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eonardo da Vinci could have been the greatest inventor in history, only that he had an almost irresistible effect on the technology of his day. He left behind sketches and charts of his inventions, but they never materialized, either because of the loss of interest or because of the high costs. Another aspect for which they have not been realized so far is that the materials and instruments of the XV-XVI centuries were not so efficient.

Today, society is grateful for these inventions as without them many patterns, designs, and simple modern technologies may have not been created for inspiration or used in Leonardo’s inventions. So let’s take a look at these inventions.

1. The parachute

Leonardo Da Vinci’s parachute blueprint (Source: Public Domain)

Da Vinci, who was fascinated by the idea of human flight, designed the parachute as a way for people to float gracefully in the air. Its pyramid-shaped frame was draped with a material. As da Vinci wrote in his notebooks, his creation would allow a man to throw himself from any height without suffering any physical trauma. The materialization of the da Vinci sketches of the 21st century showed that the illustrious inventor was entitled to believe in his creation.

The problem at the time was that the materials available were not very good at caping in the air in order to create air resistance which would slow down the user enough in order to not cause any injuries upon landing. At the same time the size, as well as the shape of the parachute, was not quite the most efficient from an aerodynamic perspective.

2. The Ornithopter

Leonardo da Vinci’s Ornithopter (Source: Public Domain)

Da Vinci was fascinated by birds. He followed them, sketched them and borrowed ideas from them for his inventions. One of the results of this fascination was the ornithopter, a device designed by the da Vinci System, which theoretically would have allowed humans to ascend through the air like birds. While the da Vinci parachute would have allowed a human being to jump off a rock, without being injured, the ornithopter was actually a way for people to rise from the ground level into the air.

On paper, the machine looks much more birdlike (or batlike) than today’s airplanes. This invention demonstrates Leonardo’s sound aerodynamic knowledge. Once again the main problem was not the design but the materials which were not sturdy enough to maintain the weight of a person whilst being light enough to allow the possibility of flight.

3. The Machine Gun

Leonardo da Vinci’s Machine gun blueprint (Source: Public Domain)

Da Vinci’s submachine gun, or ’33 barrel-organ, “was not a machine gun in the modern sense. It couldn’t fire multiple bullets quickly from a single barrel. It could, however, deliver salvo using fire The weapon behind the machine gun is simple. Da Vinci proposed mounting 11 carbines side by side on a rectangular plate, then attached three such. plates together in a triangular arrangement.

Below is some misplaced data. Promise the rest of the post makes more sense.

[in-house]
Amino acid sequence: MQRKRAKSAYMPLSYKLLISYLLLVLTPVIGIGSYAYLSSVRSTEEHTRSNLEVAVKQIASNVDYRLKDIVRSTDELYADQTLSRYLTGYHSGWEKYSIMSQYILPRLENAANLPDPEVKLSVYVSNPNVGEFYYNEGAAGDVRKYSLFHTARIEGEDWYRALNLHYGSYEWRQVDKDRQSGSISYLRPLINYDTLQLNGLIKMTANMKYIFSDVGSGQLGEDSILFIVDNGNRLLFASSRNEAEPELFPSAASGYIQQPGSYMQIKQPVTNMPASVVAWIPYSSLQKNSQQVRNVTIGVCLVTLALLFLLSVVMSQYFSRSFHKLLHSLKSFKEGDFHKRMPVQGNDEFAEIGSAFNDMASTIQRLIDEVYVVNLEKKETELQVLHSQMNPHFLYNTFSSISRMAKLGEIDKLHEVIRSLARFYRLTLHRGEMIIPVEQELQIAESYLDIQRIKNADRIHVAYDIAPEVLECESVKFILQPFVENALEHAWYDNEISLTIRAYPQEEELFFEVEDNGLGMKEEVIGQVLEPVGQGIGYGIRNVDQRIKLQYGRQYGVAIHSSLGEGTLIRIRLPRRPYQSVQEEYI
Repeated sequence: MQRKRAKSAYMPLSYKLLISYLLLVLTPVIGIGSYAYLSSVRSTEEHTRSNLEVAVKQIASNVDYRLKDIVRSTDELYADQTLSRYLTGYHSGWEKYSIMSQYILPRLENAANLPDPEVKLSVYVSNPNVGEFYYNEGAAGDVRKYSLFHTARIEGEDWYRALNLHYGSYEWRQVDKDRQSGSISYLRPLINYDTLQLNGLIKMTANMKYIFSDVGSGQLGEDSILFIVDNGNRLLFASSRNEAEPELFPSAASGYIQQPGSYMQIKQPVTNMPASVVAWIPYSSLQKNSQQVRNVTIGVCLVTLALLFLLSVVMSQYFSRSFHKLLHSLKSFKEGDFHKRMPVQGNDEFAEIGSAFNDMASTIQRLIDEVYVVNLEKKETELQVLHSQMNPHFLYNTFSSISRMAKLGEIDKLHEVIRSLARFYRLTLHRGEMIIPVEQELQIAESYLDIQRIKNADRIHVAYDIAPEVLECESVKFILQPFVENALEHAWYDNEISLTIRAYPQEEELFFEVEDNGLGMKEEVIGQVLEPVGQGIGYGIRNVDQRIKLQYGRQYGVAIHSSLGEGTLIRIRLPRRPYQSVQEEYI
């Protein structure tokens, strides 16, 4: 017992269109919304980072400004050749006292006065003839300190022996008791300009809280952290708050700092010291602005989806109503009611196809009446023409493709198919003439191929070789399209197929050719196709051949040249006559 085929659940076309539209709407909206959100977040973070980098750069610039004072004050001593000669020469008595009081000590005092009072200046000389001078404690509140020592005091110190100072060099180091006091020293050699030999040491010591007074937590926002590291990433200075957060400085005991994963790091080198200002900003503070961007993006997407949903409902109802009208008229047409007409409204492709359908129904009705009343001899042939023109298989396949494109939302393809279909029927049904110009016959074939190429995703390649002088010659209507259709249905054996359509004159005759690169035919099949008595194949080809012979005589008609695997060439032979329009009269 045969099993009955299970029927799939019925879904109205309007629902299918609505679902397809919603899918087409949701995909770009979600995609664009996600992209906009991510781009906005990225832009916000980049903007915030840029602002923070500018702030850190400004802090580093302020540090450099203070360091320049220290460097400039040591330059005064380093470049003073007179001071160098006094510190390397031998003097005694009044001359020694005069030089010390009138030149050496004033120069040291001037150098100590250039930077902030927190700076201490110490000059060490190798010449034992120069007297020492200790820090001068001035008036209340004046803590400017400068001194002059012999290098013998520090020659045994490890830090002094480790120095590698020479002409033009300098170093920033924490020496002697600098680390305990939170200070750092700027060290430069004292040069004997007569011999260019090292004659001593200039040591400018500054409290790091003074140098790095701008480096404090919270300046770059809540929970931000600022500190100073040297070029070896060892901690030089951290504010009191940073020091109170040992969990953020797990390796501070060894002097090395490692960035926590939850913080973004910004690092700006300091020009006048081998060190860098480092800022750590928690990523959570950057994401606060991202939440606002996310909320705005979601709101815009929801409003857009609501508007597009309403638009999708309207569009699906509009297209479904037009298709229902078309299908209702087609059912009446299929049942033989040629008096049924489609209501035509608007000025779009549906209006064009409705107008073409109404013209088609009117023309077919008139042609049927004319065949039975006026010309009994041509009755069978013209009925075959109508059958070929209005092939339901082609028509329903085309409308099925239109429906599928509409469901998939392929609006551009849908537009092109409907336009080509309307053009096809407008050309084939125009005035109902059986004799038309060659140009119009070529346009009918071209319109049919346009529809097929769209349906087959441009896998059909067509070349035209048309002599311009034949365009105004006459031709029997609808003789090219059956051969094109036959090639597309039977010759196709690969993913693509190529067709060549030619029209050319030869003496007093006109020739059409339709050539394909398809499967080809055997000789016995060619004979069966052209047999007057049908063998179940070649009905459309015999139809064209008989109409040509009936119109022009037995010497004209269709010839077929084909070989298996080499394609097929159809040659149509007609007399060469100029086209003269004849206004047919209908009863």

Although da Vinci has repeatedly pointed out in his notebooks he hated war and the idea of creating killing machines like this, he needed money to maintain himself and it was easy. to convince his wealthy owners that such machines would help them defeat their enemies, and his war machines were practically never built.

4. The Humanoid Robot

Leonardo da Vinci’s Humanoid Robot and blueprint (Source: Public Domain)

Da Vinci’s robotic knight was the first humanoid robot, the true 3PO of the Renaissance. Da Vinci was fascinated by human anatomy and spent long hours digging up corpses to figure out how the human body works. This gave him an understanding of how muscles and bones work. He reasoned that the same principles can be applied to a car.

Unlike most of his inventions, Leonard seems to have actually built the robotic knight, although he has was mainly used for entertainment at parties given by his wealthy patron, Lodovico Sforza. Da Vinci’s robot did not survive and no one knows exactly what he was capable of doing, but it seems he could walk, sit down and even move his jaw. The knight’s sketches were later used by NASA.

5. The Diver Costume

Leonardo da Vinci’s original Diver’s costume (Source: Public Domain)

While living in Venice in the fifteenth century, da Vinci invented an exaggerated idea to repel invading ships: He sent men to the bottom of the harbor in dive suits to cut holes in the bodies of enemy ships. Da Vinci would have built the breathing hose connected to an air-floating bell, wearing glass goggles attached to the masks, which would help them see underwater. In another version of the concept, divers would have blown wine bladders filled with air. In both embodiments, men would carry a bottle of urine in it, so that they would remain underwater for a longer period of time.

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